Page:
By Alex Pearlstein, Director of Projects.
In our client communities, we very often work with regional organizations to develop strategic plans for their areas. In most cases, these regional organizations – be they chambers or economic development corporations (EDCs) – represent broad geographies with multiple component cities and counties. They also – more often than not – contain a central city or cities that hold most of the population and employment concentrations for the overall region. Either that or they contain a city that may not be the largest in the metro but has the most “name recognition.” For example, our client community of Coachella Valley in Southern California contains the city of Palm Springs, even though Indio and other cities have larger populations.
This is all well and good. Regions can be big and diverse, but are often known for their most populous city. Where it gets squirrelly is when issues of pride or the need to bridge demographic, cultural, or economic differences to bind relationships lead regional decision-makers to market the metro area with a brand that may be familiar locally but is a mystery everywhere else. Case in point; if I hadn’t told you that the Coachella Valley housed Palm Springs, would you have known anything about it? If I mentioned the “Upstate Alliance” would you know where it is? How ‘bout if I called it the “Greenville-Spartanburg region?” Makes a difference, no? However, both the Coachella Valley and the Upstate Alliance brand themselves without naming their most well-known component communities. Having worked in both of these regions, I can attest to the fact that changing the current brands to reflect the communities that are most widely recognized was untenable. Politically, it was just a no-go. Does it hamper these regions’ marketing viability? Probably yes. But without these branding compromises there wouldn’t be the resources or partnerships to do any marketing at all.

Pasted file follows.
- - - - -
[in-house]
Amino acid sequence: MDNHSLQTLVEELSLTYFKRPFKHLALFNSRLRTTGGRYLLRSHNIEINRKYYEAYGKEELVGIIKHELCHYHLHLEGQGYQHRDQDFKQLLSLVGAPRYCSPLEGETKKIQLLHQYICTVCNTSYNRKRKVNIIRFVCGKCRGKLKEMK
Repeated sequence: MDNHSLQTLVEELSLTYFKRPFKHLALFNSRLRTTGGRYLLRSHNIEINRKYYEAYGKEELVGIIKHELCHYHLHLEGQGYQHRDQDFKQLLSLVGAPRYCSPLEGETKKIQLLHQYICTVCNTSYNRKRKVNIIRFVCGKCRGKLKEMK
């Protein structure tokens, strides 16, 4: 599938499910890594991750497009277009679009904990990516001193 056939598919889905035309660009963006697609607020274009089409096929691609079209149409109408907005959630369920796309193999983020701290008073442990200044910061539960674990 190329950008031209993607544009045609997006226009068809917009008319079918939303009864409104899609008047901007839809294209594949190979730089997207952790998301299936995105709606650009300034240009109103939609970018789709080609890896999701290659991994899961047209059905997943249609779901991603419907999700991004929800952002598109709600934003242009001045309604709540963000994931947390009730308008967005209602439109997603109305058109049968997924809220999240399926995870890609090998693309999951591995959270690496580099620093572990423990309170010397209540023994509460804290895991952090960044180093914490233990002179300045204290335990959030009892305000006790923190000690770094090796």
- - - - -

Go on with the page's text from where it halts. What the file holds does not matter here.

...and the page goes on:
Sometimes political reality trumps logic; we learn that every four years when we elect the U.S. president. So too does the reality of regionalism often trump the logic of what would be the most effective marketing strategy for an area. I don’t think there’s necessary a hard-and-fast solution for this “mystery” region dilemma other than to continue making the case that aligning branding with the “name” community works best and seeing where that gets you. What I find most interesting is that – almost universally and even in regions that don’t brand according to their most widely known community – stakeholders still identify themselves with this core city when telling people where they live. It comes up all the time in focus groups. “I may live in Littleton, but I tell people from out of town that I’m from Denver.” (We’ve never worked in Denver, by the way; I’m just using that as an example.) Funny that when hundreds of thousands of marketing dollars are involved, the same logic doesn’t always apply.